One thing that struck me was that we might compare the two events to the totally overlooked depression of the 1970s – The Great Stagflation. The reason why this one is missing and, perhaps, lost from official economic history is that it did not look anything like how we expect a depression to look – at least by the accepted, albeit vague, standard of what constitutes a depression. For instance, as shown in the graph below, year over year Gross Domestic Product enjoyed an unbroken expansion during the entire period.
Chart 1 (Source: Bureau of Economic Analysis)
Compare this performance to the contraction of GDP during the Great Depression
Chart 2 (Source: Bureau of Economic Analysis)
The dollar is rebounding and there are a couple of quick articles to read.
First is The Financial Times quoting the drop off in dollar shorts:
Figures from the Chicago Mercantile Exchange, often used as a proxy of hedge fund activity, showed investors cut their net short positions in the dollar from 172,367 contracts on December 1 to 107,284 contracts on December 8.
The fall in bets against the dollar, which had a notional value of $9.8bn, was by far the biggest weekly positioning shift of 2009, and the largest since July 2008.
This is partly betting the Fed will wind down loose monetary policy.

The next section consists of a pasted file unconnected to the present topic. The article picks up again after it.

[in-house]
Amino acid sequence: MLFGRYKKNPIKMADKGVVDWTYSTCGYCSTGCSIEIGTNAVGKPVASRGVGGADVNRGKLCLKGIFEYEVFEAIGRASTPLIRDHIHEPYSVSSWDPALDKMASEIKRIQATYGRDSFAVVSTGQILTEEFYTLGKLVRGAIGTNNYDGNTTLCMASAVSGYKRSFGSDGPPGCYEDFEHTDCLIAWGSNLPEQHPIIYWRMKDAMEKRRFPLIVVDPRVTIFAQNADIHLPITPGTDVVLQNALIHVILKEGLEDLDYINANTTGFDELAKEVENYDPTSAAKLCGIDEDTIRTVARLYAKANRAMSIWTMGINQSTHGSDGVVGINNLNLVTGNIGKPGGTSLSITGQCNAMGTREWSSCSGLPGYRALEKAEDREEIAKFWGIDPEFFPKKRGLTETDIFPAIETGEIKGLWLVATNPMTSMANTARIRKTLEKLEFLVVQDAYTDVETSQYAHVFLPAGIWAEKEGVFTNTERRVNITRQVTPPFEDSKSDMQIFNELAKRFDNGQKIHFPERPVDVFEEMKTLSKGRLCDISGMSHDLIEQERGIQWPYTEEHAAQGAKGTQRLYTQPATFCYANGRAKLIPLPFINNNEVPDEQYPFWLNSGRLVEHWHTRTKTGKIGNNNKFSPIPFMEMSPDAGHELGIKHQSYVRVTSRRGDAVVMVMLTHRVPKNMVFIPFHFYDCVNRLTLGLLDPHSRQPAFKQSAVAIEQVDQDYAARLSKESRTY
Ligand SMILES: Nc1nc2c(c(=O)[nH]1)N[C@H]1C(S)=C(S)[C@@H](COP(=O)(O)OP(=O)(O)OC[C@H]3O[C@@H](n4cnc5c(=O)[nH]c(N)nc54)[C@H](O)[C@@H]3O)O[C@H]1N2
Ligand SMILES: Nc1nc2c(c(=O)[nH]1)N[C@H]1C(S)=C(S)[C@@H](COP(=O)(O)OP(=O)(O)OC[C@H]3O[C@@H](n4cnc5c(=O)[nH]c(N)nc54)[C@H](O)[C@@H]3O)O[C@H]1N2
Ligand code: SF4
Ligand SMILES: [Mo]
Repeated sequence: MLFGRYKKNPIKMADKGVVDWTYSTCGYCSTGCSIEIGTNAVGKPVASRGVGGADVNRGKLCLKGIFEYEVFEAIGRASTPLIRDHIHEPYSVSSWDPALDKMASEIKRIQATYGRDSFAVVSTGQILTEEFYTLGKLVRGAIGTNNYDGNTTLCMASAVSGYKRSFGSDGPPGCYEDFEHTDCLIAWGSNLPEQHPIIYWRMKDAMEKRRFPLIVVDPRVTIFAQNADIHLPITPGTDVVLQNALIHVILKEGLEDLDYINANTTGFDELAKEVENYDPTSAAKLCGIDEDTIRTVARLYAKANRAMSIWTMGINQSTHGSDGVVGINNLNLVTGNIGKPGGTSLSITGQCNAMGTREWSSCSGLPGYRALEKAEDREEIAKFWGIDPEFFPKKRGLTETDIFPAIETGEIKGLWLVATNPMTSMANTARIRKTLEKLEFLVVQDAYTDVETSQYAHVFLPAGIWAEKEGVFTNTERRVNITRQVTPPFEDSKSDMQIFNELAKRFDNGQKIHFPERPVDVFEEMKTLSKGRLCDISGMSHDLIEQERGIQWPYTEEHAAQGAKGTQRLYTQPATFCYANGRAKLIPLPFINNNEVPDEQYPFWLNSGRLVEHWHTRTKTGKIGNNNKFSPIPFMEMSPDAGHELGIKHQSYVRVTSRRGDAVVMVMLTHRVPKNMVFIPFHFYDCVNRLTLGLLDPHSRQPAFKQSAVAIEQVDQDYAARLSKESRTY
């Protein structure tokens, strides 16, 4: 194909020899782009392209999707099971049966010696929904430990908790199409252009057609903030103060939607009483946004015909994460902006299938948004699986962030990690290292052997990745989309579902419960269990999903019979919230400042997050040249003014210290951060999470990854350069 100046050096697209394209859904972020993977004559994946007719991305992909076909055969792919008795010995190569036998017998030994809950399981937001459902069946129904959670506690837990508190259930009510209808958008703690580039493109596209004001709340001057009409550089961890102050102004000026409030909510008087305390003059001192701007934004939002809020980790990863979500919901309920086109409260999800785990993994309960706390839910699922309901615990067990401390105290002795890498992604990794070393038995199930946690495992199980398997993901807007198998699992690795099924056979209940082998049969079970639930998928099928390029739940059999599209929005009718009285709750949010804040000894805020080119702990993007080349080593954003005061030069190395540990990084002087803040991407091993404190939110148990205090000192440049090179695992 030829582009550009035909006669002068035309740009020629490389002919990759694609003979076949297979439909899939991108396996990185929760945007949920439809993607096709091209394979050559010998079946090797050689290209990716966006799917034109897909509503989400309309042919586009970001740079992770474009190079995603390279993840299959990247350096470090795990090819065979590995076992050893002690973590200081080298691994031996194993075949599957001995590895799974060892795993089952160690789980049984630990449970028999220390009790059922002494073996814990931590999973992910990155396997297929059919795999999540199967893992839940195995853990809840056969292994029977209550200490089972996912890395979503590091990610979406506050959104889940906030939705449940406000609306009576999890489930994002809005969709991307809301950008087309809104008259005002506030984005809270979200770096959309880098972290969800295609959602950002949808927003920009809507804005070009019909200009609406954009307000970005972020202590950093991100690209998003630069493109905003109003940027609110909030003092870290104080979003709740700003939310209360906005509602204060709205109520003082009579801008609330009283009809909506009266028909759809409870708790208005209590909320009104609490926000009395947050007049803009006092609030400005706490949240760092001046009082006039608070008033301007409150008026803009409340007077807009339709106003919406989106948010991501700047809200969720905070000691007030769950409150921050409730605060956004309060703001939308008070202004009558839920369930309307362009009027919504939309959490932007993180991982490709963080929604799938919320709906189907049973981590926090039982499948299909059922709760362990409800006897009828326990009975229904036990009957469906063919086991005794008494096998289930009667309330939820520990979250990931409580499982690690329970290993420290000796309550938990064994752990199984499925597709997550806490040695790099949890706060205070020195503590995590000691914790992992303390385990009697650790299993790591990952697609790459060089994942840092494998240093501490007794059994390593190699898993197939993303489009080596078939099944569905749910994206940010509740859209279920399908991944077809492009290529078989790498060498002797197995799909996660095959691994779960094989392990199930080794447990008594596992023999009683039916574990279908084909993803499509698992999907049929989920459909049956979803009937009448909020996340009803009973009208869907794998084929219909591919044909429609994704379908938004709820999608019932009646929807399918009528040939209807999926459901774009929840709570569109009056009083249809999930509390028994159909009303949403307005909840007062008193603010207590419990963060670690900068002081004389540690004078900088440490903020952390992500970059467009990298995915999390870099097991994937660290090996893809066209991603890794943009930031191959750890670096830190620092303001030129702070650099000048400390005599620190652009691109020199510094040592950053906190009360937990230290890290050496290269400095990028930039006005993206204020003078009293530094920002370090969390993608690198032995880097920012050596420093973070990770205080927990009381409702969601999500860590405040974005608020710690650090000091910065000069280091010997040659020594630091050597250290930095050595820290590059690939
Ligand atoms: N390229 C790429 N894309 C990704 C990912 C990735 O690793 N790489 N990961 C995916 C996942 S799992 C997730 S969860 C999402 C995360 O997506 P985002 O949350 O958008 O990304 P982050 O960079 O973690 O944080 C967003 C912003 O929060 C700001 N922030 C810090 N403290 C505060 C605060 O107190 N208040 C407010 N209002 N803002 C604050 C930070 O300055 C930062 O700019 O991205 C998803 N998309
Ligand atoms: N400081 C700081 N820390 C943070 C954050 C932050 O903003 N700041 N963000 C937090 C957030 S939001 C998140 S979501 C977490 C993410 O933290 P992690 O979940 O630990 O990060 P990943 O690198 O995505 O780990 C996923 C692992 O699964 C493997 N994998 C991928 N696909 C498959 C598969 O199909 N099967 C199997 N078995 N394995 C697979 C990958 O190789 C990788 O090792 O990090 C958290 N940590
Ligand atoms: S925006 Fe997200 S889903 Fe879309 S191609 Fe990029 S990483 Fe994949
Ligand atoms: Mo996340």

Another article is Bloomberg:
The Dollar bottom is forecast to be a long way away according to most forecasters.
The most accurate dollar forecasters predict the world’s reserve currency will continue sliding even when the Federal Reserve begins to raise interest rates, which policy makers say is an “extended period” away.
Standard Chartered Plc, Aletti Gestielle SGR, HSBC Holdings Plc and Scotia Capital Inc. say the dollar will depreciate as much as 6.4 percent versus the euro. About $12 trillion of fiscal and monetary stimulus, the world’s lowest borrowing costs and a record $4 trillion of government bond sales between 2009 and 2010 will weigh on the currency, they said. So will the nation’s 10.2 percent unemployment rate and signs that the economic recovery may falter, they said.
and look at this statistic:
So what it's true? A Chinese official trashed our currency, so the dollar is down and gold reaches another high.
"The continuous depreciation in the dollar, and the U.S. government's indication that, in order to resume growth and maintain public confidence, it basically won't raise interest rates for the coming 12 to 18 months, has led to massive dollar arbitrage speculation," Liu Mingkang, chairman of the China Banking Regulatory Commission, said Sunday in Beijing at the International Finance Forum, according to news reports.
Meanwhile Gold is at another high:
This is a different type of gold rally, with support coming from both sides of the market -- investment [and] fundamental," said Darin Newsom, a senior analyst at Telvent DTN.
Bloomberg reports IMF Says Overvalued Dollar Used for ‘Carry Trades’ :